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3. The Man Who Was Thursday
BEFORE one of the fresh faces could appear at the doorway, Gregory's stunned surprise had fallen from him. He was beside the table with a bound, and a noise in his throat like a wild beast. He caught up the Colt's revolver and took aim at Syme. Syme did not flinch, but he put up a pale and polite hand.
"Don't be such a silly man," he said, with the effeminate dignity of a curate. "Don't you see it's not necessary? Don't you see that we're both in the same boat? Yes, and jolly sea-sick."
Gregory could not speak, but he could not fire either, and he looked his question.
"Don't you see we've checkmated each other?" cried Syme. "I can't tell the police you are an anarchist. You can't tell the anarchists I'm a policeman. I can only watch you, knowing what you are; you can only watch me, knowing what I am. In short, it's a lonely, intellectual duel, my head against yours. I'm a policeman deprived of the help of the police. You, my poor fellow, are an anarchist deprived of the help of that law and organisation which is so essential to anarchy. The one solitary difference is in your favour. You are not surrounded by inquisitive policemen; I am surrounded by inquisitive anarchists. I cannot betray you, but I might betray myself. Come, come! wait and see me betray myself. I shall do it so nicely."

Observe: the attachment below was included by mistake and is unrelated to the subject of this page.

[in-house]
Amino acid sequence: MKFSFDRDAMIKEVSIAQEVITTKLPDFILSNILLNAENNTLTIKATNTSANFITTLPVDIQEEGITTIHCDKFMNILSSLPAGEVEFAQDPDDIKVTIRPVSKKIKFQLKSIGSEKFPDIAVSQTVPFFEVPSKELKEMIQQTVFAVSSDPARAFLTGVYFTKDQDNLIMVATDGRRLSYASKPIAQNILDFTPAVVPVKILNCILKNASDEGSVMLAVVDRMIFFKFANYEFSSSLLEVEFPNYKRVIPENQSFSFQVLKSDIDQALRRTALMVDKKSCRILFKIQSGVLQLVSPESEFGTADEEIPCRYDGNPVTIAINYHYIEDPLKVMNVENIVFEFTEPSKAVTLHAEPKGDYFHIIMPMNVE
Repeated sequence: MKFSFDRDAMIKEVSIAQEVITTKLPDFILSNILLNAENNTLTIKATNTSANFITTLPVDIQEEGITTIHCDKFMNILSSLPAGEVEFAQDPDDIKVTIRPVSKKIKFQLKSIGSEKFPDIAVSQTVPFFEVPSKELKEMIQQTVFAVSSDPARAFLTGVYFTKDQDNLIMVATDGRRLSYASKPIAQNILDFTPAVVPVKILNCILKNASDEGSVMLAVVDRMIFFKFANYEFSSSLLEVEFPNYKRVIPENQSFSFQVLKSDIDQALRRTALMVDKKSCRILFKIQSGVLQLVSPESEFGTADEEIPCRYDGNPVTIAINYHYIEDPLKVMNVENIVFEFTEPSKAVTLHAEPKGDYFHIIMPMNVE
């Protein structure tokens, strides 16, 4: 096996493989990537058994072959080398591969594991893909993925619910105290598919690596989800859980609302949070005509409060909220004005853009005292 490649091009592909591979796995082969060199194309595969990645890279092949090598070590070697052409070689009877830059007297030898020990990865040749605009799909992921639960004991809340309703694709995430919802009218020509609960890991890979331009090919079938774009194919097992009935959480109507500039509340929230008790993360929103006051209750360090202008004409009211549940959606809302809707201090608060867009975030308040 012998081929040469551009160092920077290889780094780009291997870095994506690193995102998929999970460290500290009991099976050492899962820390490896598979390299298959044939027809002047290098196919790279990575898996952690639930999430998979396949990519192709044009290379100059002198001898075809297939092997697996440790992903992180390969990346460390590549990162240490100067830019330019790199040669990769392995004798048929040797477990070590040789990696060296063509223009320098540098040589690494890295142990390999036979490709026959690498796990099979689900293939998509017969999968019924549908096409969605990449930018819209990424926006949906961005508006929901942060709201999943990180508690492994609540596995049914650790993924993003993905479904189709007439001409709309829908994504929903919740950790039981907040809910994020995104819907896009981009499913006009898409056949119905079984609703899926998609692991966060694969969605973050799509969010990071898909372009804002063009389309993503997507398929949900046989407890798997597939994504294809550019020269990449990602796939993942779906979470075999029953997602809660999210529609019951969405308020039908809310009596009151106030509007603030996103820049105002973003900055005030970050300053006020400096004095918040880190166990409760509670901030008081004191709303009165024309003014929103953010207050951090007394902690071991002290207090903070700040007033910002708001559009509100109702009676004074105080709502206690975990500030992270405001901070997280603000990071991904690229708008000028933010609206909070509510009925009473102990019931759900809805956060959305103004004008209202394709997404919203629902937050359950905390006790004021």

Gregory put the pistol slowly down, still staring at Syme as if he were a sea-monster.
"I don't believe in immortality," he said at last, "but if, after all this, you were to break your word, God would make a hell only for you, to howl in for ever."
"I shall not break my word," said Syme sternly, "nor will you break yours. Here are your friends."
The mass of the anarchists entered the room heavily, with a slouching and somewhat weary gait; but one little man, with a black beard and glasses--a man somewhat of the type of Mr. Tim Healy--detached himself, and bustled forward with some papers in his hand.
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